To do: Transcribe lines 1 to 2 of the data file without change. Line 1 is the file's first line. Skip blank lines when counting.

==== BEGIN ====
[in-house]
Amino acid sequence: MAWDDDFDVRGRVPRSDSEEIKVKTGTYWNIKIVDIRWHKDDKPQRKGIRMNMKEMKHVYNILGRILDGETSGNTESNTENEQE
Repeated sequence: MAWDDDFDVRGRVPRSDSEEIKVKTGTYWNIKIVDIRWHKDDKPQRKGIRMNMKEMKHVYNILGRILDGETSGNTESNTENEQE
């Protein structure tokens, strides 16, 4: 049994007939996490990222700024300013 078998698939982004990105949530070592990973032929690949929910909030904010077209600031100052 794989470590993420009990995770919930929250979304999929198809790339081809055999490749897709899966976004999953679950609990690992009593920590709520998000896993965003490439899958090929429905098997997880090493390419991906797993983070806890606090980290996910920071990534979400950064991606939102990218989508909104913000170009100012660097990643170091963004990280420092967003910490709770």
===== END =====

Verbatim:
[in-house]
Amino acid sequence: MAWDDDFDVRGRVPRSDSEEIKVKTGTYWNIKIVDIRWHKDDKPQRKGIRMNMKEMKHVYNILGRILDGETSGNTESNTENEQE